Along with Yangguan Pass, Yumenguan was set up under the order by Emperor Wu of Han Dynasty, who wanted to guard the remote western region and fortify the the frontier defense from the Huns. In the early Han Dynasty, the weak Han rulers took the tradition of marrying the daughters of imperial families to the Huns’ leaders when the facing the invasion of the stronger Huns, in hope of gaining temporary peace. When Emperor Wu rose to power, he took series of effective policies and revolution make his country becomes stronger, and finally fought the Huns back to far away western area.
The name of the pass got from the Hotan jade, which was transported to the central China through this pass via the Silk Road in ancient China. And it witnessed the heyday of the Silk Road that silk from the inner China was transported to the western region in an endless stream, and the music and religion from western China were transported to central China from this pass too. 2,000 years later, Yumenguan Pass, together with Yangguan Pass, experienced its decline time when it lost its historical function as Silk Road met the ending part.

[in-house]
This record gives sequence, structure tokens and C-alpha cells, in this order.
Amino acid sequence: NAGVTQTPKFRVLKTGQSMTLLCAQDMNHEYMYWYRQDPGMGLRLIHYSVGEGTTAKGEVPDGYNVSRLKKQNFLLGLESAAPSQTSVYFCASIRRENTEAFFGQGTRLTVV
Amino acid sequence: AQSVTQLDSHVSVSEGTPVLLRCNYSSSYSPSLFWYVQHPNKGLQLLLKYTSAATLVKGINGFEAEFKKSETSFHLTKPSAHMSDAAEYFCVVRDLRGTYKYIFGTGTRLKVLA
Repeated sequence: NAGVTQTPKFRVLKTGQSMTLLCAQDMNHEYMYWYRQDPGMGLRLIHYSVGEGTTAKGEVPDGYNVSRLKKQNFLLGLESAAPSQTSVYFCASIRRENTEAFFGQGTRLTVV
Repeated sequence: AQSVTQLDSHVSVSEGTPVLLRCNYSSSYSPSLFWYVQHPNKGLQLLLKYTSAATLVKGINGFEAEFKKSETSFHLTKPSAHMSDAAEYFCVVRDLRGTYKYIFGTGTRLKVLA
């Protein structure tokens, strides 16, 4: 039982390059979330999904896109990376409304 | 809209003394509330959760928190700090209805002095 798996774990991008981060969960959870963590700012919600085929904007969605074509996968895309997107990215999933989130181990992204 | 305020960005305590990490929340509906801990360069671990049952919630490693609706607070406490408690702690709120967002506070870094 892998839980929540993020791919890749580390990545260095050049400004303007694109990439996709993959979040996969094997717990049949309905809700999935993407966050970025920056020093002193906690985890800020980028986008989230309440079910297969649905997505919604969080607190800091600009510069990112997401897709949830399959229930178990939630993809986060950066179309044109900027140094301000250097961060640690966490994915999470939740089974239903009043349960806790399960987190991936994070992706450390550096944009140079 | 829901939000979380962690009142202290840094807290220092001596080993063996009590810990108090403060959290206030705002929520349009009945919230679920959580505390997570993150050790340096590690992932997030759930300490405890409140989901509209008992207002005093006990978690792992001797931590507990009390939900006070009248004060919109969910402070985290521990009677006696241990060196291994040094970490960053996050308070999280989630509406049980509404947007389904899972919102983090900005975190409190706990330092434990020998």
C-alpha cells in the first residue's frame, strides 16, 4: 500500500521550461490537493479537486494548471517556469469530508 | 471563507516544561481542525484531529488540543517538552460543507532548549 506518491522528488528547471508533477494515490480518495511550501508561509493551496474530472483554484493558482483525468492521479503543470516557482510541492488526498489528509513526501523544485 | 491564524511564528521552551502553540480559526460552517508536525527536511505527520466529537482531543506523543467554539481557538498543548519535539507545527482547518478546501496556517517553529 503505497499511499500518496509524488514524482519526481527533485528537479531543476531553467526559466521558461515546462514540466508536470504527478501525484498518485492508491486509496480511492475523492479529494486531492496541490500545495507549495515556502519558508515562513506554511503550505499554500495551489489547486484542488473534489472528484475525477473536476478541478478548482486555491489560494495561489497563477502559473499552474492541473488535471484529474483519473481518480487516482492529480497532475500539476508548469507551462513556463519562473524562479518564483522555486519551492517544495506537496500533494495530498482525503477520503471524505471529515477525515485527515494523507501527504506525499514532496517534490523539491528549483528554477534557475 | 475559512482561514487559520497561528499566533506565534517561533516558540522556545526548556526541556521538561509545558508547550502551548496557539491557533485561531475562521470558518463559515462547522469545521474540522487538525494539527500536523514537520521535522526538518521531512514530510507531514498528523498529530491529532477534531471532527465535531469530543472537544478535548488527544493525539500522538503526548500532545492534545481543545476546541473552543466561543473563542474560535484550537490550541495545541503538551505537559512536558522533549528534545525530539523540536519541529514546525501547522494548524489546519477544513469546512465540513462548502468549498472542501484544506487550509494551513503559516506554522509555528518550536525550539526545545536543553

Nowadays, it is only a rectangular yellow earth-made castle standing in the Gobi desert, covering an area of over 232 square miles, measuring 27 yards long, 29 yards wide and 32 feet high. Besides the west gate and north gate, there is a walkway measuring 1.4 yards wide on the top. Madao (Horse Ramp), by which people and horses could gain access to the top of the wall, lies in the southeast corner. While climbing to the top of the pass, the only scenery you can see is the boundless wild, some relics of the Great Wall, beacon towers sparsely scattered in the desert. A quiet corner of the history on earth, yes, there must be many scattered in some corners of Earth.